Wave energy conversion

Introduction

The coastal waters of the British Isles receive some of the world’s largest wave energy levels with average values of up to 70 kW/m (Fig. 1). As a result, this renewable has the potential to make an important contribution to the UK’s renewable energy mix. Wave energy has seen a sustained revival in the past decade with strong governmental support. At present, approximately 100 wave energy converters (WECs) are under research and development and the first full scale prototypes are under investigation. Dr Valentin Heller worked as a Research Fellow on the physical model tests of the distensible WEC Anaconda, he was involved in the EU funded EquiMar project and he currently addresses some general challenges of distensible structures exposed to waves.

Home     Students     Wave energy conversion     Landslide-tsunamis     NERC project     Scale effects     Ski jump hydraulics     Further research    Downloads     Publications

Home     Students     Wave energy conversion     Landslide-tsunamis     NERC project     Scale effects     Ski jump hydraulics     Further research    Downloads     Publications

Personal research website of Dr Valentin Heller

Anaconda WEC

Fig. 1. Time averaged wave power world-wide in kW/m wave front based on numerical modelling

 

 

Fig. 2. Left: principle of bulge wave generation with direction of internal oscillatory flow and power take-off (PTO); right: 1:25 scale model tests in a towing tank in Southampton

 

The Anaconda consists essentially of a rubber tube, which is closed a both ends and filled with water, and it is moored with its head towards the waves. Pressure variations due to external waves generate bulge waves in this tube as shown in Fig. 2. Bulge waves are also generated in the aortas of mammalian bodies by the pressure pulses of the hearts. Theoretically, the bulges in Anaconda propagate with a +90° phase shift relative to the maximum external pressure and ‘surf’ in front of the wave crests transporting concentrated wave power. This power contained in the bulge is transformed into electrical power with a power take-off (PTO) at the tube stern. The planned full scale prototype will be around 150 m long and 6 m in diameter (Heller et al. 2010).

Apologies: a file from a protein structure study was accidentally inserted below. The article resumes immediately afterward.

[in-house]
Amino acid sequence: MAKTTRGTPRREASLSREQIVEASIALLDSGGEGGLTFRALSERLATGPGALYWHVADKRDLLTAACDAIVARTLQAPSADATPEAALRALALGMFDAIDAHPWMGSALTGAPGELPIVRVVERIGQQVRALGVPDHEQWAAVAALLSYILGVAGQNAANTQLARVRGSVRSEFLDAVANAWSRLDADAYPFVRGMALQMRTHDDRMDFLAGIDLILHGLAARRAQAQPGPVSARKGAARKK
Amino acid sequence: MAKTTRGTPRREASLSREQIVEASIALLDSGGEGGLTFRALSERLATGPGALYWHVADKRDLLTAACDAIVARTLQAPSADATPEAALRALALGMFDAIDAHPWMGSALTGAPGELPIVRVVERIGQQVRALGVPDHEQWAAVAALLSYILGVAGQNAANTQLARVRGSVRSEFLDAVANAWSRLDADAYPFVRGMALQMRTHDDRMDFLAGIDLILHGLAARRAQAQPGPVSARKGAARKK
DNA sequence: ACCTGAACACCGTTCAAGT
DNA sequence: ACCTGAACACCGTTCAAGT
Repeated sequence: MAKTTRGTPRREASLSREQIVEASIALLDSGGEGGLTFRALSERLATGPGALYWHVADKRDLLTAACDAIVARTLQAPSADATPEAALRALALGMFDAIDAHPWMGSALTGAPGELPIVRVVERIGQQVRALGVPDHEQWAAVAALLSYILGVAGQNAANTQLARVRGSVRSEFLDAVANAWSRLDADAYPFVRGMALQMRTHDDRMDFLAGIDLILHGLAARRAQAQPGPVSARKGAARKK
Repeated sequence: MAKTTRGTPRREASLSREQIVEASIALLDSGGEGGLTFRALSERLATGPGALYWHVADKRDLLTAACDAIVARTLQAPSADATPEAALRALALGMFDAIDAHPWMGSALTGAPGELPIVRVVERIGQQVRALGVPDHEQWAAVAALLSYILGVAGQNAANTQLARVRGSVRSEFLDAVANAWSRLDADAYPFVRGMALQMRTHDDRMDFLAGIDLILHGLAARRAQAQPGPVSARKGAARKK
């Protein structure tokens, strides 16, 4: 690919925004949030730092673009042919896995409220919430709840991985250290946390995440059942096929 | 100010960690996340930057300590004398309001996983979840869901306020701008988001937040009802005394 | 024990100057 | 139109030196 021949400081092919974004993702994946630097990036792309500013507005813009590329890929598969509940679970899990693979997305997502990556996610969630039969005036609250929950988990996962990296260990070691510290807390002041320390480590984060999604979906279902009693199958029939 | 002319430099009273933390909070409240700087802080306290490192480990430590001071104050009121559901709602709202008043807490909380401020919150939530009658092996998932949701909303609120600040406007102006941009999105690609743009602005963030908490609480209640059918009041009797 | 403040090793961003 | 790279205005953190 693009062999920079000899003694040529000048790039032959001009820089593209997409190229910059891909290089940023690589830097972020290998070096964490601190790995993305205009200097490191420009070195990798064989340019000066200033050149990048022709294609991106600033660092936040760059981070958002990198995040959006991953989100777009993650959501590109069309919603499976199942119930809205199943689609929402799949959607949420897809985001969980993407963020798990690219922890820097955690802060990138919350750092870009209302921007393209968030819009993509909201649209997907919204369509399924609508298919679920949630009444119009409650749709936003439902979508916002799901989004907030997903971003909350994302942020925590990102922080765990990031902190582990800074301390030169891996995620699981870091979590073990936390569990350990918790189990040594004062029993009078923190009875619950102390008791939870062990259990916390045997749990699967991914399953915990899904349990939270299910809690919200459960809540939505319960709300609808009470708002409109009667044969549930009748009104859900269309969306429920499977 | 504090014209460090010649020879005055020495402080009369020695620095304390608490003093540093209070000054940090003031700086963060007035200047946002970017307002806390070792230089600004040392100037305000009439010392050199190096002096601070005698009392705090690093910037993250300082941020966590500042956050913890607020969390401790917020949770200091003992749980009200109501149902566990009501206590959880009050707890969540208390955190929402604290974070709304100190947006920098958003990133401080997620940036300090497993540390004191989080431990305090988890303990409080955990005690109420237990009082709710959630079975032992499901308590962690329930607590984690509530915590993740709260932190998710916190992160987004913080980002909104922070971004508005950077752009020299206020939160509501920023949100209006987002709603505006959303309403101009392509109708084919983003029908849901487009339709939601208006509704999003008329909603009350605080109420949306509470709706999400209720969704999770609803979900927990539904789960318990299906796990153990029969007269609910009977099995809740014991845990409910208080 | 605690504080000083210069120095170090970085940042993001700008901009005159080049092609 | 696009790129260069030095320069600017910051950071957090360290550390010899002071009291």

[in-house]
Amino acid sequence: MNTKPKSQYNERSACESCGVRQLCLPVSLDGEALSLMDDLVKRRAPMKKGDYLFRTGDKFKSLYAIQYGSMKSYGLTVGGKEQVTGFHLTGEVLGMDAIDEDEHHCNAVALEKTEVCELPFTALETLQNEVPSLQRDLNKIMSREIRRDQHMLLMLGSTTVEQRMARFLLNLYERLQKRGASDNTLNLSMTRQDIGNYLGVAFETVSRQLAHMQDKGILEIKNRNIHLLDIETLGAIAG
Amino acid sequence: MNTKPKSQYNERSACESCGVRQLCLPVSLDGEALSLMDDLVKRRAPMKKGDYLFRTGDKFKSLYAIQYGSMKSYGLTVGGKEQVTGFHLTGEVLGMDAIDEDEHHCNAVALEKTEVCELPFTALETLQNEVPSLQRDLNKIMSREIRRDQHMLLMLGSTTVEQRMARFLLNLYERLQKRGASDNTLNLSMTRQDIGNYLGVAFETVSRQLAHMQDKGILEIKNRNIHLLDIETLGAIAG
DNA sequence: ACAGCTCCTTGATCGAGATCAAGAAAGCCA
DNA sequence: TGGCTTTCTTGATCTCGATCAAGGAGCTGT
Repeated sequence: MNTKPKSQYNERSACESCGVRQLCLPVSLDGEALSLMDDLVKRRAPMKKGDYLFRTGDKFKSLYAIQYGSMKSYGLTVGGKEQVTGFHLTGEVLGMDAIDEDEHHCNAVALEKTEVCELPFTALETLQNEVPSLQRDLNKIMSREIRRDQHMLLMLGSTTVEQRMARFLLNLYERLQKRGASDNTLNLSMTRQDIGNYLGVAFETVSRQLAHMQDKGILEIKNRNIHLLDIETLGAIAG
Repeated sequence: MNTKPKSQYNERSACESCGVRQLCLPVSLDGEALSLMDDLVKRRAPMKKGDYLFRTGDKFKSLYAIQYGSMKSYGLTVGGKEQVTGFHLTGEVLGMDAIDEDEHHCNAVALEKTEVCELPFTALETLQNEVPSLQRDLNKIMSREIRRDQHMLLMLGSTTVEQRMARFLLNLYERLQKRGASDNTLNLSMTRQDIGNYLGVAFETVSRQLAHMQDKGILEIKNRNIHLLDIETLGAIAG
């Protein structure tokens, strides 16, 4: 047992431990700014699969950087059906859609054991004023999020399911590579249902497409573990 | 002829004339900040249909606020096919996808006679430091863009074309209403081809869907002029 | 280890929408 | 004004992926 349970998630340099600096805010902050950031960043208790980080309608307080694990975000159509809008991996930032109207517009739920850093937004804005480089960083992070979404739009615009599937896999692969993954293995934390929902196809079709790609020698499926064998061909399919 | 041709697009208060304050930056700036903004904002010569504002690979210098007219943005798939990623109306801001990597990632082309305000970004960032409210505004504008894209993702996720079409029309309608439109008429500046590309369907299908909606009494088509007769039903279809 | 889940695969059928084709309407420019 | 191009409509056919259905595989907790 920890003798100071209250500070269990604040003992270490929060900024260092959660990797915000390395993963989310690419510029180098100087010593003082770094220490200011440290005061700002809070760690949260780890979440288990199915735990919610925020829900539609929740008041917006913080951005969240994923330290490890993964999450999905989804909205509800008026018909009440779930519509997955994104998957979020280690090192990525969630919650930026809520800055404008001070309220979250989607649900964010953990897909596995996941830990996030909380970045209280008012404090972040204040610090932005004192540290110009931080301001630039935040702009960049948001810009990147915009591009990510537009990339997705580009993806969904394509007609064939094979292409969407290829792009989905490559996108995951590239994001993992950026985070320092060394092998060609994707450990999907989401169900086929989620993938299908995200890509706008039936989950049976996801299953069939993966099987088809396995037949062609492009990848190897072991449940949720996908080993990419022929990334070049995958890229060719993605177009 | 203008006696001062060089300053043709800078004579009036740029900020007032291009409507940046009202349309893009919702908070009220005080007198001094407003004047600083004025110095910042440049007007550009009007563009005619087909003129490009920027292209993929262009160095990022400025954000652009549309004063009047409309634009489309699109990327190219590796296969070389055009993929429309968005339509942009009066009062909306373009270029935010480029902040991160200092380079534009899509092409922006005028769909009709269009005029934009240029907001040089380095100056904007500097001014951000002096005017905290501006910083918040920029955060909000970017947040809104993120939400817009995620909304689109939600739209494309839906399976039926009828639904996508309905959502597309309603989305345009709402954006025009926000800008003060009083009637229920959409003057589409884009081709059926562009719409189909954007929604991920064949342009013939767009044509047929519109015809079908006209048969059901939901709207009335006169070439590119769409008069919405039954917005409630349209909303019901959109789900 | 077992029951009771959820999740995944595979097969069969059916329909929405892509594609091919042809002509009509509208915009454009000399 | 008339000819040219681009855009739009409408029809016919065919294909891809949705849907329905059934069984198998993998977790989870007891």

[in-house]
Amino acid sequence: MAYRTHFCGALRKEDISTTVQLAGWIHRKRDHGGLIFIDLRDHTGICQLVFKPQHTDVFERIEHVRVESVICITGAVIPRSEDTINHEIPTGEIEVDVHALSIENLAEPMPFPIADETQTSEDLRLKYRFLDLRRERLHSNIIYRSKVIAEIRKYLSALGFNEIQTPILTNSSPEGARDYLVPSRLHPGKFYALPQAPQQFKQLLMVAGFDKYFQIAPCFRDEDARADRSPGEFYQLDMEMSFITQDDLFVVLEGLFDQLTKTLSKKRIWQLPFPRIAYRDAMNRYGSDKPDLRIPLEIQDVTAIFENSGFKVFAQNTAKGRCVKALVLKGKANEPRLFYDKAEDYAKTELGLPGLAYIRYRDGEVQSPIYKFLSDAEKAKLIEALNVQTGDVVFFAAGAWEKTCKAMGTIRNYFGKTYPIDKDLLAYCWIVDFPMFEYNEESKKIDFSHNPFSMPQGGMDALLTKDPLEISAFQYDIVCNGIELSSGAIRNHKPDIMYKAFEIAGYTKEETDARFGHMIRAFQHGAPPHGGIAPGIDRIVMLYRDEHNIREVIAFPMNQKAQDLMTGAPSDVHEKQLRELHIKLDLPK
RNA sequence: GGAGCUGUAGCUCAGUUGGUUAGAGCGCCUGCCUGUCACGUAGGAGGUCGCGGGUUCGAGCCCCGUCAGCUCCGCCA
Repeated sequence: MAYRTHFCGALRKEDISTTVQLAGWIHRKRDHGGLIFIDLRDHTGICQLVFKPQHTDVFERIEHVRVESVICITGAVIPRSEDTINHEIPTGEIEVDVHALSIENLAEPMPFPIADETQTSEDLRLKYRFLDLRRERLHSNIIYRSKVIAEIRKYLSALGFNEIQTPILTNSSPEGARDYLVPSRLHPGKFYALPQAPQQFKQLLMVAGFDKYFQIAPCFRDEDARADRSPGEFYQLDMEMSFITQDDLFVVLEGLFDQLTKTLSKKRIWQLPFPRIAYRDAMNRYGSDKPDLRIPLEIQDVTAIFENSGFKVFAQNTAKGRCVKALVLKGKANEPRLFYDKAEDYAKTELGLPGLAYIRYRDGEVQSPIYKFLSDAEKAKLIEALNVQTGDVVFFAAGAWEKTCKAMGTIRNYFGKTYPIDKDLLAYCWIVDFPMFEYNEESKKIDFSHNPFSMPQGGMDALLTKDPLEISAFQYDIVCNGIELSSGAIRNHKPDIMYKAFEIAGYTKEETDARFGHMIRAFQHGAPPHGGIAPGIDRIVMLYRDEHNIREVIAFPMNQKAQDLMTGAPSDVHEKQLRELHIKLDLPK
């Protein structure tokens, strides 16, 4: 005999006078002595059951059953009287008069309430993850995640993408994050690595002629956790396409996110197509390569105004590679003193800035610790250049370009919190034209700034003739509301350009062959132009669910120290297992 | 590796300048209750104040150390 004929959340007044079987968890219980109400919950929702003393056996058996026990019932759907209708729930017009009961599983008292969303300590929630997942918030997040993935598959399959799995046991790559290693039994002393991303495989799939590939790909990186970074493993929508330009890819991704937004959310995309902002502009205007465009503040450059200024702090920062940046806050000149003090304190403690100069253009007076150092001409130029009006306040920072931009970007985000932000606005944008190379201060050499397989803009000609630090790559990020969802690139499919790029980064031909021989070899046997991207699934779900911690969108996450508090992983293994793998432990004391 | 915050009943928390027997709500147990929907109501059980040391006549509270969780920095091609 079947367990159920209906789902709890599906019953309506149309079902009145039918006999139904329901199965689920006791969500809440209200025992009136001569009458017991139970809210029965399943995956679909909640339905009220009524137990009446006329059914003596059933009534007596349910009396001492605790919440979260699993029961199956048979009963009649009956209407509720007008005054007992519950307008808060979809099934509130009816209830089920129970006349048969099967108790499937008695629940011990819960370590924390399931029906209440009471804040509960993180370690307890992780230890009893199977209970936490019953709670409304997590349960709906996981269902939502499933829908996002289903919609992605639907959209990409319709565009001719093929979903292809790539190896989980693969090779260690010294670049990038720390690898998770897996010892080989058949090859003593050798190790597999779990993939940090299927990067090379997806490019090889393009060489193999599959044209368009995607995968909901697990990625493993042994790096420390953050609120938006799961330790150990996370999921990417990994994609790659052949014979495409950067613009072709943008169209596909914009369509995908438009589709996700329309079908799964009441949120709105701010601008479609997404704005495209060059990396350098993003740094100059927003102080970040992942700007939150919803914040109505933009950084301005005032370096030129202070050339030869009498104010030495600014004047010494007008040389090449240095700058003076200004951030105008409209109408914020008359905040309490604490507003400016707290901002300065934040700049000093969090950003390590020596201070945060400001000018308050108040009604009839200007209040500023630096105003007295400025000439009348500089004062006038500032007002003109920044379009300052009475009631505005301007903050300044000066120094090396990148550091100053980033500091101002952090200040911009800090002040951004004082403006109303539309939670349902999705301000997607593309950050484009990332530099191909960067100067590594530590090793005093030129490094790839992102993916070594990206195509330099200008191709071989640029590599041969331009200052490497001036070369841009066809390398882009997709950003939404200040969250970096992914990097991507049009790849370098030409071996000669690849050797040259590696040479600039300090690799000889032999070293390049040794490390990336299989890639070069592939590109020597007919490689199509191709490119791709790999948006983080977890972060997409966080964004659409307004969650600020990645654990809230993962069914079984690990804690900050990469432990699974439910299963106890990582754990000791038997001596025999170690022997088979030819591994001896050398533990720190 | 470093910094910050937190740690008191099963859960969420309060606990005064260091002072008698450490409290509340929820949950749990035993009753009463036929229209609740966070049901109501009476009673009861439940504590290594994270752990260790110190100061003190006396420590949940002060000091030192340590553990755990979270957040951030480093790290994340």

Fig. 3.   Set-up at about 1:25 with the 6.8 m long rubber tube, a frame to hold the tube in position up-wave and the model power take-off PTO on the right (Chaplin et al. 2012)

Selected publications

Journals

Chaplin, J.R., Heller, V., Farley, F.J.M., Hearn, G.E., Rainey, R.C.T. (2012). Laboratory testing the Anaconda. Philosophical Transactions of the Royal Society A 370:403-424 (http://dx.doi.org/10.1098/rsta.2011.0256).

Others

Heller, V. (2012). Development of wave devices from initial conception to commercial demonstration. Sayigh, A. (Ed.) Comprehensive Renewable Energy, Vol. 8, 79-110, Elsevier, Oxford (http://dx.doi.org/10.1016/B978-0-08-087872-0.00804-0).

Heller, V., Chaplin, J.R. (2011). Dynamic mechanical analysis of rubber used in Anaconda testing, Proc. 9th European Wave and Tidal Energy Conference, paper 373, 5. - 9. September 2011, Southampton.

Chaplin, J.R., Farley, F.J.M., Hearn, G.E., Heller, V., Mendes, A. (2010). Hydrodynamic performance of the Anaconda wavepower device. Proceeding of the HYDRALAB III joint transnational access user meeting, 73-76, J., Grüne, Breteler, M.K., eds. Coastal Research Centre of University Hanover and Technical University Braunschweig, Hanover.

Heller, V. (2010). Leading wave power devices. Internal report, Energy and Climate Change Division, University of Southampton, Southampton.

Heller, V., Chaplin, J.R., Farley, F.J.M., Hann, M.R., Hearn, G.E. (2010). Physical model tests of the wave energy converter Anaconda. 1st European conference of IAHR, Edinburgh, Paper MREc: 1-6, IAHR, Madrid.

McCombes, T., Johnstone, C., Holmes, B., Myers, L.E., Bahaj, A.S., Heller, V., Kofoed, J.P., Finn, J., Bittencourt, C. (2010). Assessment of current practice for tank testing of small marine energy devices. D3.3 of Equitable testing and evaluation of marine energy extraction devices in terms of performance, cost and environmental impact (EquiMar). FP7 of EC, Brussels.

Myers, L.E., Bahaj, A.S., Heller, V., Retzler, C., Dhedin, J.-F., Ricci, P., Duperray, O., Mendia, J.L. (2010). Site matching and interaction effects. D5.4 of Equitable testing and evaluation of marine energy extraction devices in terms of performance, cost and environmental impact (EquiMar). FP7 of EC, Brussels.

 

Dr Heller was involved in Anaconda experiments carried out in the towing tank at Southampton Solent University and in a wave basin (EPSRC grant). The tank in Southampton was 60 m long, 3.7 m wide, with a water depth of 1.87 m. The set-up is sketched in Fig. 3. The model Anaconda consisted of a 6.815 m long rubber tube of initial diameter 0.215 m, closed at the bow, and connected to a PTO system at the stern. Due to the challenges associated with the down-scaling of full scale PTOs (scale effects), the real PTO was replaced by the model PTO shown on the right hand side in Fig. 3. It allowed the measurement of the generated power as a function of the wave climate. The bulge wave features (size, pressure, velocity, power) were measured with self-made Galinstan strain gauges mounted in circumference direction at ten cross sections along the tube (Chaplin et al. 2012).

Last modified: 24.04.2017